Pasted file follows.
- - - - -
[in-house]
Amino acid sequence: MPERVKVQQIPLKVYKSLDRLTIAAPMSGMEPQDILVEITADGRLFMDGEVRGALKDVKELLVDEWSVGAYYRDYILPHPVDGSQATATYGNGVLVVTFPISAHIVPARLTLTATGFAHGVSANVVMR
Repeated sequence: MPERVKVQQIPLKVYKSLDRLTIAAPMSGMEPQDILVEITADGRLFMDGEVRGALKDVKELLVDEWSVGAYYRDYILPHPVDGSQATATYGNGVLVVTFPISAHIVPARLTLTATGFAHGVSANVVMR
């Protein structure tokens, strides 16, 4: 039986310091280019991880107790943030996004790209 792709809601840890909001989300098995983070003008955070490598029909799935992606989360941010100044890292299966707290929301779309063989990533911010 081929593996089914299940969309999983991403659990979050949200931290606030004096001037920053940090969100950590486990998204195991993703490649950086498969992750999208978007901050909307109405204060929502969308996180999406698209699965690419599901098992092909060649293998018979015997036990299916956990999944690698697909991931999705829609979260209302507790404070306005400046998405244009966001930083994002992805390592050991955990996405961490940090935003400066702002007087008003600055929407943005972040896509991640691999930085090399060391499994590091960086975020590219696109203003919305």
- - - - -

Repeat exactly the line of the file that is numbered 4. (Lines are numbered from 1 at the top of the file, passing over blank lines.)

């Protein structure tokens, strides 16, 4: 039986310091280019991880107790943030996004790209 792709809601840890909001989300098995983070003008955070490598029909799935992606989360941010100044890292299966707290929301779309063989990533911010 081929593996089914299940969309999983991403659990979050949200931290606030004096001037920053940090969100950590486990998204195991993703490649950086498969992750999208978007901050909307109405204060929502969308996180999406698209699965690419599901098992092909060649293998018979015997036990299916956990999944690698697909991931999705829609979260209302507790404070306005400046998405244009966001930083994002992805390592050991955990996405961490940090935003400066702002007087008003600055929407943005972040896509991640691999930085090399060391499994590091960086975020590219696109203003919305």